In the book, I Know Why the Caged Bird Sings, by Maya Angelou, she discusses the way of life in the South/ North being a Black American. "Being born black is itself a liability in a world ruled by white standards of beauty which the child is a priori in a cage of ugliness (pages 365-366, Smith)." Throughout the book, the reader should see the difference between the blacks and whites. Her experiences throughout the book show the things that oppressed the black race primarily in the South.
" Wouldn't they be surprised when one day I woke out of my black ugly dream, and my real hair which was long and blond, would take place of the kinky mass... my blue eyes would hypnotize them, after all the things they said about " my daddy must have been a Chinaman." Then they would understand why I never picked up my Southern accent, or spoke common slang, and why I had to be forced to eat pigs' tails and snouts. Because I was really white and because a cruel fairy stepmother, who was understandably jealous of my beauty, had turned me into a too big Negro, with nappy black hair, broad feet and a space between her teeth that would hold a number two pencil (page 2, Angelou)." This shows the mindset of blacks in the 1920- 1950's.
Blacks felt that their color was a punishment to them and that it was only a nightmare that he / she is living through. Also, it shows that blacks were oppressed and that whites had everything that they wanted in life. They did not want their current status be accepted it because they had no choice. When it came to race, blacks always had to obey whites whether or not it was and adult talking to a child, child talking to adult, adult to adult, child to child. For example, "Some families of po white trash lived on Momma's farmland behind the school. [The children] called my uncle by his first name and ordered him around the Store.
He, to my crying shame, obeyed then in his limping-straight-dip fashion (page 22, Angelou)." This show that white children had no respect toward the black elders. Although the children treated them with little or no respect, the adults treated them as if they were adults, not children, also. On another occasion, " the girls tried to agitate Momma but first mocking her and making fun of her aloud. Momma continued to hum and the big girl [of the group] did a handstand expose herself to her. After they left, tears of angry streamed down her face (pages 24-26, Angelou)." This shows that they adults tolerated the abuse from the children. They hid their pain and put up with the unnecessary things that they were put through.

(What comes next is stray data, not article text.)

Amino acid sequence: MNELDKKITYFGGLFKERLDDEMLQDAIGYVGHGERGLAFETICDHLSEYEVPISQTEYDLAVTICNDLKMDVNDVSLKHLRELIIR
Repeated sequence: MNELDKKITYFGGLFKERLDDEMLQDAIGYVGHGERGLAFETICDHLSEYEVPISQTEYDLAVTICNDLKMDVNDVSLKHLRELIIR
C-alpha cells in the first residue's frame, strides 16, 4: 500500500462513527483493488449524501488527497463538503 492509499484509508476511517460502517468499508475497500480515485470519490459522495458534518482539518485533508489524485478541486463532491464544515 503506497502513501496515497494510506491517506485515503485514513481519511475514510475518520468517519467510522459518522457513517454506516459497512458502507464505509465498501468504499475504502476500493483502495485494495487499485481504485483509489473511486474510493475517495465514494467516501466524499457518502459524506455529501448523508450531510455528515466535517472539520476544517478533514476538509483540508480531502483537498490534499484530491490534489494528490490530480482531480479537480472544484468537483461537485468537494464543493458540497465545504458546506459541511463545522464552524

It was not until Maya turned thirteen, she realized that not all white people were not all there to oppress blacks although racism still exist in San Francisco. The things that showed that the racism was a story in a newspaper that was about, " a white woman that refused to sit next a black man in a streetcar after he made room for her. Her explanation was that she would not sit next to a draft dodger who was a Negro as well. She added that the least he could do was fight for his country the way her son was fighting in Iwo Jima. He said quietly and with great dignity, "Then tell your son to look around for my arm, which I left over there." This shows that bitterness that the white woman had toward the black man. She made excuses for not sitting next to the man when all he did was extend an invitation of kindness.
The experience that changed Maya's life was when she went to George Washington High School. "It was there that she had Miss Kirwin as her teacher. Miss Kirwin treated Maya that not as different because she was the only black girl in the class, but she treated her with same respect as others (pages 181-185, Angelou)." Maya finally learns that all white people are not there to oppress her, but to her he through life regardless of race. Maya looked at race completely different by the time the book ended. " Thus the discovered pattern of significant moments Maya Angelou superimposes on the experience on the experience of her life is a pattern of moments that trace the quest of the black female after a "place", a place where no child longer need ask self-consciously, " What are you looking at me for?" but where a woman can declare confidently, " I am a beautiful, Black woman...
(pages 365-366, Smith) .".